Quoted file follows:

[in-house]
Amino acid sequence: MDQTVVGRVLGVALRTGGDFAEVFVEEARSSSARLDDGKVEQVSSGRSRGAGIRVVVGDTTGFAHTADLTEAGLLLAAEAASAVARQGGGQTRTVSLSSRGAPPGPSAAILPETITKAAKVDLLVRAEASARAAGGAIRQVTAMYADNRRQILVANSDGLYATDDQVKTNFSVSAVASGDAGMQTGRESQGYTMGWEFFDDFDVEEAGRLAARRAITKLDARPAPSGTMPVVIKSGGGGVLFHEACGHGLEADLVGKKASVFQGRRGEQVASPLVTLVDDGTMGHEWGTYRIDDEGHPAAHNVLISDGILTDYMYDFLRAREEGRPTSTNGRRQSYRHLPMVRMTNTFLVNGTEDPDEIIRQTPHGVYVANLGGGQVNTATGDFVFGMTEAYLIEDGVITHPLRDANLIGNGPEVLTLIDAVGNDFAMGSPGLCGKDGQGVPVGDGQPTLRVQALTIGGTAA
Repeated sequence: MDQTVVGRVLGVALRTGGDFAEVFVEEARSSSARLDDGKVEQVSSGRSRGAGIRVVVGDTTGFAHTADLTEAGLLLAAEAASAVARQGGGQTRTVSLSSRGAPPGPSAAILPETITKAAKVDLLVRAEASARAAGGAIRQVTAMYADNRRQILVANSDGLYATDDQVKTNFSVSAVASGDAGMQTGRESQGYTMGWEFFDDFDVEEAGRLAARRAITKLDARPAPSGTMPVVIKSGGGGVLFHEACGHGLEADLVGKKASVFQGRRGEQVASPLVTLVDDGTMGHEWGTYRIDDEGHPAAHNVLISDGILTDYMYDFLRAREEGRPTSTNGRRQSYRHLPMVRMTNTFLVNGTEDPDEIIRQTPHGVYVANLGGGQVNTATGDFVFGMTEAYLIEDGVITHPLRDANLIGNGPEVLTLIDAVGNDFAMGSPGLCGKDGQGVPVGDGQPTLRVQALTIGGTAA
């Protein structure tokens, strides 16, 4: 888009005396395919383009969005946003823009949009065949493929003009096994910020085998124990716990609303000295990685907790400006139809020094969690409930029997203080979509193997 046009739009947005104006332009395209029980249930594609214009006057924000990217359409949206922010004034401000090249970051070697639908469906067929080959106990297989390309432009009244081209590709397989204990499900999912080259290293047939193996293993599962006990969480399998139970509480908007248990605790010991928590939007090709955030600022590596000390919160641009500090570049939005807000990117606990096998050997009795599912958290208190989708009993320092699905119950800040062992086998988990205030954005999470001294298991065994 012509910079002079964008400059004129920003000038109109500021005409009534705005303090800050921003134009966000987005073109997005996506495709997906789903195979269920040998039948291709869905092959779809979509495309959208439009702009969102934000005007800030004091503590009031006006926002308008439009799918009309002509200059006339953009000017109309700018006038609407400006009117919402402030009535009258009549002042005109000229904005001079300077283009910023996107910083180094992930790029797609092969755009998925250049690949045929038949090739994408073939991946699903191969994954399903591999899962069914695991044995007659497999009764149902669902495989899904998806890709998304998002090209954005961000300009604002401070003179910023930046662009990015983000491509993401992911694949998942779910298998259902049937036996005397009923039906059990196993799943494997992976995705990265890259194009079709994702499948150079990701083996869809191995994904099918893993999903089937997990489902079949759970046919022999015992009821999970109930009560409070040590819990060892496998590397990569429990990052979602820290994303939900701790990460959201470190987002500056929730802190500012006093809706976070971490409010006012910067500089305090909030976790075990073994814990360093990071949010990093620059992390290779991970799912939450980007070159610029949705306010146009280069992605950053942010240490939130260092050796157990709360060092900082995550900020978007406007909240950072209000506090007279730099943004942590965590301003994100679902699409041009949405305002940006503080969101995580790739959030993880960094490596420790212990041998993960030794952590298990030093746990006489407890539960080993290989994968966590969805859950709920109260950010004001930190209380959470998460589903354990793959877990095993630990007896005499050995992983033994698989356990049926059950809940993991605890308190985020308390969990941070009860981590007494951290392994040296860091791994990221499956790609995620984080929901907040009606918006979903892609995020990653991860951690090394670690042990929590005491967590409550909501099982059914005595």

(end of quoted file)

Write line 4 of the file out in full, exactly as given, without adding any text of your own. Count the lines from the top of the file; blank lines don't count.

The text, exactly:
């Protein structure tokens, strides 16, 4: 888009005396395919383009969005946003823009949009065949493929003009096994910020085998124990716990609303000295990685907790400006139809020094969690409930029997203080979509193997 046009739009947005104006332009395209029980249930594609214009006057924000990217359409949206922010004034401000090249970051070697639908469906067929080959106990297989390309432009009244081209590709397989204990499900999912080259290293047939193996293993599962006990969480399998139970509480908007248990605790010991928590939007090709955030600022590596000390919160641009500090570049939005807000990117606990096998050997009795599912958290208190989708009993320092699905119950800040062992086998988990205030954005999470001294298991065994 012509910079002079964008400059004129920003000038109109500021005409009534705005303090800050921003134009966000987005073109997005996506495709997906789903195979269920040998039948291709869905092959779809979509495309959208439009702009969102934000005007800030004091503590009031006006926002308008439009799918009309002509200059006339953009000017109309700018006038609407400006009117919402402030009535009258009549002042005109000229904005001079300077283009910023996107910083180094992930790029797609092969755009998925250049690949045929038949090739994408073939991946699903191969994954399903591999899962069914695991044995007659497999009764149902669902495989899904998806890709998304998002090209954005961000300009604002401070003179910023930046662009990015983000491509993401992911694949998942779910298998259902049937036996005397009923039906059990196993799943494997992976995705990265890259194009079709994702499948150079990701083996869809191995994904099918893993999903089937997990489902079949759970046919022999015992009821999970109930009560409070040590819990060892496998590397990569429990990052979602820290994303939900701790990460959201470190987002500056929730802190500012006093809706976070971490409010006012910067500089305090909030976790075990073994814990360093990071949010990093620059992390290779991970799912939450980007070159610029949705306010146009280069992605950053942010240490939130260092050796157990709360060092900082995550900020978007406007909240950072209000506090007279730099943004942590965590301003994100679902699409041009949405305002940006503080969101995580790739959030993880960094490596420790212990041998993960030794952590298990030093746990006489407890539960080993290989994968966590969805859950709920109260950010004001930190209380959470998460589903354990793959877990095993630990007896005499050995992983033994698989356990049926059950809940993991605890308190985020308390969990941070009860981590007494951290392994040296860091791994990221499956790609995620984080929901907040009606918006979903892609995020990653991860951690090394670690042990929590005491967590409550909501099982059914005595």